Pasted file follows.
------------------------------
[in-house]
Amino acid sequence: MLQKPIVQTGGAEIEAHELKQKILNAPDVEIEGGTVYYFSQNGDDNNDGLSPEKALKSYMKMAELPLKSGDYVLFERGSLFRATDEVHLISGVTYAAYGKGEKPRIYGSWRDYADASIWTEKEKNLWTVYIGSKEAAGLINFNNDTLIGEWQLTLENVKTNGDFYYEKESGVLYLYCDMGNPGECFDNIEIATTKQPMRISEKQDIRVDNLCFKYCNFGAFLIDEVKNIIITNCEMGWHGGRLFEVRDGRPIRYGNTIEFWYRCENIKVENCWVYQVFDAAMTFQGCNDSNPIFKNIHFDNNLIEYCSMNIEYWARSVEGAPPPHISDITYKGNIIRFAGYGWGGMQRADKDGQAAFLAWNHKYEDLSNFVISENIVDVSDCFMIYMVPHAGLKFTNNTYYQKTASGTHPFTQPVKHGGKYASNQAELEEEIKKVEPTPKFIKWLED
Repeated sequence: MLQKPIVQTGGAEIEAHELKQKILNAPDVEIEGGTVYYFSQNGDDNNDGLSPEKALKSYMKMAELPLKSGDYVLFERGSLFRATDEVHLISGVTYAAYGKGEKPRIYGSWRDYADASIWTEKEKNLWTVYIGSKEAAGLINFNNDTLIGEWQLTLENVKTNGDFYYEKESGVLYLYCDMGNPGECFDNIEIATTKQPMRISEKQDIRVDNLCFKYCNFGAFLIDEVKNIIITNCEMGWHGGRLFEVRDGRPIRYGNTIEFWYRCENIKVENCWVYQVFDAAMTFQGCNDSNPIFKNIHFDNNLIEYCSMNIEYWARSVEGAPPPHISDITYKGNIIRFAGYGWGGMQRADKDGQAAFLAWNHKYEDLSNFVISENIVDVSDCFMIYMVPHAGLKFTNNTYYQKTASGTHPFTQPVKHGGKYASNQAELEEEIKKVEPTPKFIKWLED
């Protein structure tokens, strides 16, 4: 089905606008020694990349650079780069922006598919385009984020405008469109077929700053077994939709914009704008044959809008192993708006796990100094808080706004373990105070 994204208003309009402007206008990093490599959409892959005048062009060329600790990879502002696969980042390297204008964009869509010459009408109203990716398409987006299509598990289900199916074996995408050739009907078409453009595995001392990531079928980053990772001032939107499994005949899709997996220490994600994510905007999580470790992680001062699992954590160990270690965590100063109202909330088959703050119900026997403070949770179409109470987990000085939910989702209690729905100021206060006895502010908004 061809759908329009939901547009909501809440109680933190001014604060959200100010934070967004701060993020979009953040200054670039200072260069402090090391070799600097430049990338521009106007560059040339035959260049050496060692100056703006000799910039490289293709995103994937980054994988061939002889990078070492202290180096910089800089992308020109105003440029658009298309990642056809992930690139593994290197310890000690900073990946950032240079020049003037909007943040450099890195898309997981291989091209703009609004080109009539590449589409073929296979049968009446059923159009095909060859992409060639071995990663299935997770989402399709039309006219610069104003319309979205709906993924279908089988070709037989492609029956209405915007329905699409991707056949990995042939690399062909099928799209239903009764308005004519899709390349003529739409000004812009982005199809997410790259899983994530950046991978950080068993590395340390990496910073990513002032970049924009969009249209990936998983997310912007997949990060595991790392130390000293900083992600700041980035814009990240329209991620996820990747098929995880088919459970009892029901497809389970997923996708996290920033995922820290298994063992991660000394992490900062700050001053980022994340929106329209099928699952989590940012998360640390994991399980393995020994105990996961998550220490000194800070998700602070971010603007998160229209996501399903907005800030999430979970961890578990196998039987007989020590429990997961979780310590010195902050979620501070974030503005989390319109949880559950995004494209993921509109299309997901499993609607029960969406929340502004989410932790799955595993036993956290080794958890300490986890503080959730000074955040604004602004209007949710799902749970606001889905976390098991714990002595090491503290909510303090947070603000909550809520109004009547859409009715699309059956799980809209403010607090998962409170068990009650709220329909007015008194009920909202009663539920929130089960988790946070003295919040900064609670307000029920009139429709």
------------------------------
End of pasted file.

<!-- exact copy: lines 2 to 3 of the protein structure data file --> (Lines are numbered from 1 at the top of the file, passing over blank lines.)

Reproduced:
Amino acid sequence: MLQKPIVQTGGAEIEAHELKQKILNAPDVEIEGGTVYYFSQNGDDNNDGLSPEKALKSYMKMAELPLKSGDYVLFERGSLFRATDEVHLISGVTYAAYGKGEKPRIYGSWRDYADASIWTEKEKNLWTVYIGSKEAAGLINFNNDTLIGEWQLTLENVKTNGDFYYEKESGVLYLYCDMGNPGECFDNIEIATTKQPMRISEKQDIRVDNLCFKYCNFGAFLIDEVKNIIITNCEMGWHGGRLFEVRDGRPIRYGNTIEFWYRCENIKVENCWVYQVFDAAMTFQGCNDSNPIFKNIHFDNNLIEYCSMNIEYWARSVEGAPPPHISDITYKGNIIRFAGYGWGGMQRADKDGQAAFLAWNHKYEDLSNFVISENIVDVSDCFMIYMVPHAGLKFTNNTYYQKTASGTHPFTQPVKHGGKYASNQAELEEEIKKVEPTPKFIKWLED
Repeated sequence: MLQKPIVQTGGAEIEAHELKQKILNAPDVEIEGGTVYYFSQNGDDNNDGLSPEKALKSYMKMAELPLKSGDYVLFERGSLFRATDEVHLISGVTYAAYGKGEKPRIYGSWRDYADASIWTEKEKNLWTVYIGSKEAAGLINFNNDTLIGEWQLTLENVKTNGDFYYEKESGVLYLYCDMGNPGECFDNIEIATTKQPMRISEKQDIRVDNLCFKYCNFGAFLIDEVKNIIITNCEMGWHGGRLFEVRDGRPIRYGNTIEFWYRCENIKVENCWVYQVFDAAMTFQGCNDSNPIFKNIHFDNNLIEYCSMNIEYWARSVEGAPPPHISDITYKGNIIRFAGYGWGGMQRADKDGQAAFLAWNHKYEDLSNFVISENIVDVSDCFMIYMVPHAGLKFTNNTYYQKTASGTHPFTQPVKHGGKYASNQAELEEEIKKVEPTPKFIKWLED